Following the decision of the Evangelical Lutheran Church in America (ELCA) to allow sexually active homosexual clergy, an objecting Lutheran group has begun to form a new church body for those Lutherans who want to “remain faithful to the Orthodox Christianity of the last 2,000 years.”
Lutheran CORE leaders on Wednesday said their working group would immediately begin drafting a constitution and taking other steps to form the new denomination. They hope to launch the denomination by next August.
Rev. Paull Spring, a retired Pennsylvania ELCA bishop and chairman of Lutheran CORE said many people in ELCA are “very unhappy” with the direction of the denomination.
At the ELCA annual convention in Minneapolis in August, delegates voted to allow sexually active homosexual pastors to serve if they are in “committed” relationships. The policy will take effect in April, the Associated Press reports.
At Lutheran CORE’s September convention, its members voted to spend a year to consider whether to form a new denomination. On Wednesday its leaders said heavy demand for an alternative for disenfranchised congregations and churchgoers encouraged them to move more quickly.
Lutheran CORE leaders reportedly believe there is deep opposition to the new policy among ordinary churchgoers but some may not be willing to depart the ELCA over it.
“Many of us have spent years now struggling to call the ELCA to remain faithful to the Orthodox Christianity of the last 2,000 years,” said Ryan Schwarz, who is leading the organizing effort. “While this is of course a wrenching decision, there is also a sense of hope in refocusing on our true mission, which is evangelizing the Lutheran faith."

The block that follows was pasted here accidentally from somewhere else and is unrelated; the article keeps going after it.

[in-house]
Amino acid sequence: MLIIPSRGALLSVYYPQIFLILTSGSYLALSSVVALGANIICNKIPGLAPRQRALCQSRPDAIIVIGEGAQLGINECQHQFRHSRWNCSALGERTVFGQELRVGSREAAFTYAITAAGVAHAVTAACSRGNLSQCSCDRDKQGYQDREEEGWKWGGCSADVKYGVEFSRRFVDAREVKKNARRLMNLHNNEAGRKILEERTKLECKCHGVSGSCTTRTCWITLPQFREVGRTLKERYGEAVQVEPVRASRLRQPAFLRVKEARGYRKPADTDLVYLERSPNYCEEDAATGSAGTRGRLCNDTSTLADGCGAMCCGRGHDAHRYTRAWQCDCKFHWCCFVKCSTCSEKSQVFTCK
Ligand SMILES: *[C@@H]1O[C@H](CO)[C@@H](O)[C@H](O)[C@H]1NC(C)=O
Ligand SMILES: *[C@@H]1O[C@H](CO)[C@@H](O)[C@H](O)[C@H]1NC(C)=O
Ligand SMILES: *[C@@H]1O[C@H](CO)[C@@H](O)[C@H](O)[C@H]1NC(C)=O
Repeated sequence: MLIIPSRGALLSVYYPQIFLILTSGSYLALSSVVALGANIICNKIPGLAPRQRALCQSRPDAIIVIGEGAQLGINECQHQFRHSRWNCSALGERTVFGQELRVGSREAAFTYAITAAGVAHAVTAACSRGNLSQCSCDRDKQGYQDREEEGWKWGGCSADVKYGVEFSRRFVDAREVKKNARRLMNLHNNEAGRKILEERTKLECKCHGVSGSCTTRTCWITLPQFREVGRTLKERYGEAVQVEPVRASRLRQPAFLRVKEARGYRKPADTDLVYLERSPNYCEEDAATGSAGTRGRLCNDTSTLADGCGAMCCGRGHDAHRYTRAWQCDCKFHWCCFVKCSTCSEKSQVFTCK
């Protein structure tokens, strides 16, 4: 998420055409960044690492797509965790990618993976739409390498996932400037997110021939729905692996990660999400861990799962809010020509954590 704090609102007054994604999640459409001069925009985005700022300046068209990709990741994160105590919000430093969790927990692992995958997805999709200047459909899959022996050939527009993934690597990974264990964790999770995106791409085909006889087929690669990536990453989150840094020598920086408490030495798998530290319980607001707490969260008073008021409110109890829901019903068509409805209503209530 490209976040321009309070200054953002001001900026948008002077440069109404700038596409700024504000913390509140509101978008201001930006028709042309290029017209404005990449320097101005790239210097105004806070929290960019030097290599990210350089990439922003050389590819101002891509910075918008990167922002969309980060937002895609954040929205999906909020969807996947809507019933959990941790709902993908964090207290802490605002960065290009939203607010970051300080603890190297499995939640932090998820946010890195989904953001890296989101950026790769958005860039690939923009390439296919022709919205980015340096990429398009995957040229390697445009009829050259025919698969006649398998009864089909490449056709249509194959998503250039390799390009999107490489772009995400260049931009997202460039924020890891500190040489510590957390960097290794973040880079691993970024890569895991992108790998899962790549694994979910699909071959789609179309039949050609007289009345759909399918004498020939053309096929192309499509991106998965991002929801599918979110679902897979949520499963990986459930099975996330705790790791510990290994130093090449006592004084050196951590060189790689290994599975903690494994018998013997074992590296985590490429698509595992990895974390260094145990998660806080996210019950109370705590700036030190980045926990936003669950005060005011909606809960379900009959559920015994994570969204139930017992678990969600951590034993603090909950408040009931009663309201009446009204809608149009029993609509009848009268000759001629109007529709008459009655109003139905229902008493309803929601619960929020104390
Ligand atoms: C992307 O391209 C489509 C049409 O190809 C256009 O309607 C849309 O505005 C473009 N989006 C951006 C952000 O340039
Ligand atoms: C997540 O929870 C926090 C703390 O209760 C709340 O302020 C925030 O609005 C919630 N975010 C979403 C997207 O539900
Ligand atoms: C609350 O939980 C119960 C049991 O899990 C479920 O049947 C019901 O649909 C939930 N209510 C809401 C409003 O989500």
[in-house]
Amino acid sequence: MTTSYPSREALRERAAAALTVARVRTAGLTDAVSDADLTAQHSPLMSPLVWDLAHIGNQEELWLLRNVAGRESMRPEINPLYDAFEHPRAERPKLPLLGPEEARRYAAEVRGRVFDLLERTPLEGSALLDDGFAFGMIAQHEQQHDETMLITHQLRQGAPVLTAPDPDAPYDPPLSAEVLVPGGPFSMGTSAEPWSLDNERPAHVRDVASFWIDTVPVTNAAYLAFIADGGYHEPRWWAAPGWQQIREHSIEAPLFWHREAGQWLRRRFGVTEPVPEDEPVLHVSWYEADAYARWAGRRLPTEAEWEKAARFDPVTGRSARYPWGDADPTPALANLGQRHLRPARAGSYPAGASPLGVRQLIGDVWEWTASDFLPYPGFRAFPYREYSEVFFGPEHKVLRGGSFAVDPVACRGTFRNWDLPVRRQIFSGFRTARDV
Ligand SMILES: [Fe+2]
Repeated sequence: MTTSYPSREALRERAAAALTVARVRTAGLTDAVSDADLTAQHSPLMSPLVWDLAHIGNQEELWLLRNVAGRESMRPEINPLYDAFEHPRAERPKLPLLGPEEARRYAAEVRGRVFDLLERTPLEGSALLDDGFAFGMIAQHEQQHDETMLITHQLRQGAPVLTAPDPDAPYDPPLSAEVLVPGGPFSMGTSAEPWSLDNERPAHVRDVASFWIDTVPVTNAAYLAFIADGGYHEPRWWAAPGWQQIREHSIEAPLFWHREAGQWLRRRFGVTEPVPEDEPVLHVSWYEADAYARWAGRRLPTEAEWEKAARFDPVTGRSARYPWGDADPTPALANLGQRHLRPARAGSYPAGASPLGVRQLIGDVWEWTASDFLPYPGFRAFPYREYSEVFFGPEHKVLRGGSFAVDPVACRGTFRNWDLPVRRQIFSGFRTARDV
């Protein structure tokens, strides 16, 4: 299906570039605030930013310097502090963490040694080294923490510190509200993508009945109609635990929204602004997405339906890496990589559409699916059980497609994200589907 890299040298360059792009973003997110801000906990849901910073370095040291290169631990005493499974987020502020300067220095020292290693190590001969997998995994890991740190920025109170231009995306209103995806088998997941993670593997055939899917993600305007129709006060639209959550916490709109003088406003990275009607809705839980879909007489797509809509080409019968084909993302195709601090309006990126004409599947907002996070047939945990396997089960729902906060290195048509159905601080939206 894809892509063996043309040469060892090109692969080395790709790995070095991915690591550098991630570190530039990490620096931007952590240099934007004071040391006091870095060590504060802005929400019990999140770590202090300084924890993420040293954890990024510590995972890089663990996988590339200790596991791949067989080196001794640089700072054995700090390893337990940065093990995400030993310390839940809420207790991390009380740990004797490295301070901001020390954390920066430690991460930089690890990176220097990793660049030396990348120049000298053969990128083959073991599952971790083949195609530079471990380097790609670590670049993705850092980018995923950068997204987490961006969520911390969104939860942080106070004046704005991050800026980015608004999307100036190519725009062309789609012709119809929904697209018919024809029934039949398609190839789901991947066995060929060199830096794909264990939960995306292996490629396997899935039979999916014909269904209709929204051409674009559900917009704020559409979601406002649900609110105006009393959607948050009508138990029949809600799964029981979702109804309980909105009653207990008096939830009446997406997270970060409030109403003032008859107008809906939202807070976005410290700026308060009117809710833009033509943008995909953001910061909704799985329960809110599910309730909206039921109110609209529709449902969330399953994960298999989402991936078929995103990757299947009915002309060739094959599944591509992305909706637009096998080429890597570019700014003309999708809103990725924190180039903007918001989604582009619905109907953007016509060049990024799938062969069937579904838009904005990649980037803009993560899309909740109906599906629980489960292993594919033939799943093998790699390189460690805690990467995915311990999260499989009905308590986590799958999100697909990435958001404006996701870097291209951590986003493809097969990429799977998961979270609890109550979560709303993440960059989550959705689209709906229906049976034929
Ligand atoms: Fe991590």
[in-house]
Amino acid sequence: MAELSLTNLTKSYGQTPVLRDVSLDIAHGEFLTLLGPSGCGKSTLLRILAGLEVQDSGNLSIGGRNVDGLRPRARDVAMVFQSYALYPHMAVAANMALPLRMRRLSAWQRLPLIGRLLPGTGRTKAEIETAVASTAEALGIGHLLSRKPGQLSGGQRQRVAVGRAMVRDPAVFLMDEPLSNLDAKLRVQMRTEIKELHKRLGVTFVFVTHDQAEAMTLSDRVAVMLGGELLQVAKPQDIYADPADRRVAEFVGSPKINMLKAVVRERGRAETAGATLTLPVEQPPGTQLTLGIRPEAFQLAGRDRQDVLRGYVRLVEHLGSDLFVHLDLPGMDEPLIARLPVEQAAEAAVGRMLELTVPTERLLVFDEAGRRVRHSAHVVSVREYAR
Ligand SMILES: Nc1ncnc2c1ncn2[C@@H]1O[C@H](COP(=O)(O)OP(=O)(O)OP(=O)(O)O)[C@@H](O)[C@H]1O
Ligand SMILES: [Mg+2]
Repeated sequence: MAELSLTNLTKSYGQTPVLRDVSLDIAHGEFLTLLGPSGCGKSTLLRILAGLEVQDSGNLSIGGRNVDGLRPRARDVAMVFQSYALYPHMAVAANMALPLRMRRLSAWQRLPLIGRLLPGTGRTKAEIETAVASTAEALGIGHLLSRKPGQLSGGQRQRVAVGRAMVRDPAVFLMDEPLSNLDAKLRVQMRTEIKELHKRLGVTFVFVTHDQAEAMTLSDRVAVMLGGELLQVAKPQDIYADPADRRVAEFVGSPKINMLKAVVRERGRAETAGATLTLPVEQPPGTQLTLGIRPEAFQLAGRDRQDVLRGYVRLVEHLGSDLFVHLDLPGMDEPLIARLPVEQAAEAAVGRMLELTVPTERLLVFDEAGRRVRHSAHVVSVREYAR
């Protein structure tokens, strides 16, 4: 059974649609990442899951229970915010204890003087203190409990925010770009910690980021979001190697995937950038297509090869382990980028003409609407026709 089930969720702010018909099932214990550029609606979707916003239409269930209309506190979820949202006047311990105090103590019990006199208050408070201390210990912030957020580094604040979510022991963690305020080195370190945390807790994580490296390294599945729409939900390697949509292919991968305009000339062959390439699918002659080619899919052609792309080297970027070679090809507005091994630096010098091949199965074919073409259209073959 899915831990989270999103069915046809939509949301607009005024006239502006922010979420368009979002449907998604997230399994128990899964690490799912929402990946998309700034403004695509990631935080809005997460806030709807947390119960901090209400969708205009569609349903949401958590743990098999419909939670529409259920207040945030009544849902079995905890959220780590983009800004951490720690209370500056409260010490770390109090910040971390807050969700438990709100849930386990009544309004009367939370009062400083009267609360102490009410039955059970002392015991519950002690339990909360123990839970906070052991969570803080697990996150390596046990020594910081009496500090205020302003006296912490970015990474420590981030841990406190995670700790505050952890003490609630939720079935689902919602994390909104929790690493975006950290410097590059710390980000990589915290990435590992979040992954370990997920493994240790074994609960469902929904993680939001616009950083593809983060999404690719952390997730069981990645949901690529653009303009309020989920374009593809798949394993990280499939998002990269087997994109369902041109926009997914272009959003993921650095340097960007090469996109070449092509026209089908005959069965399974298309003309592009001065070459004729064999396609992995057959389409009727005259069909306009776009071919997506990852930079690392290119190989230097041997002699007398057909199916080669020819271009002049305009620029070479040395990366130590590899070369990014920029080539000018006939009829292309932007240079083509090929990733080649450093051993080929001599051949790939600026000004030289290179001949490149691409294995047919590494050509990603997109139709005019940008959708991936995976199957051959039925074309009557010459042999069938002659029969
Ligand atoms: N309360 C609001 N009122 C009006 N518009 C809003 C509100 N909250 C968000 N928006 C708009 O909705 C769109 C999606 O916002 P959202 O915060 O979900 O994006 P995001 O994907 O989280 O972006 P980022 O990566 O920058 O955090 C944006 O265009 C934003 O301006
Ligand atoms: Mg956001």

Lutheran CORE leaders said they will continue to try to create a synod within the ELCA for congregations who are opposed to the new policy but do not want to leave the denomination.
John Brooks, spokesman at the ELCA’s Chicago-based headquarters, told the Associated Press that Lutheran CORE’s action was not unexpected. He said he hoped that Lutherans would choose to stay in the denomination which aspires to be “a place for all people despite any differences we might have on any issues."
He said the denomination had not seen significant departures yet but said it is too soon to judge the effects of the convention’s decision.
Brooks reported that five congregations have voted to leave the ELCA. Another 87 have taken a first vote to leave the denomination. Of these churches, 28 did not achieve the two-thirds vote necessary to leave. After a two-thirds vote to leave the ELCA, a congregation must take a second, final vote in 90 days and again achieve a two-thirds vote.
There are 10,300 ELCA churches in the U.S. with about 4.7 million members, the Associated Press says.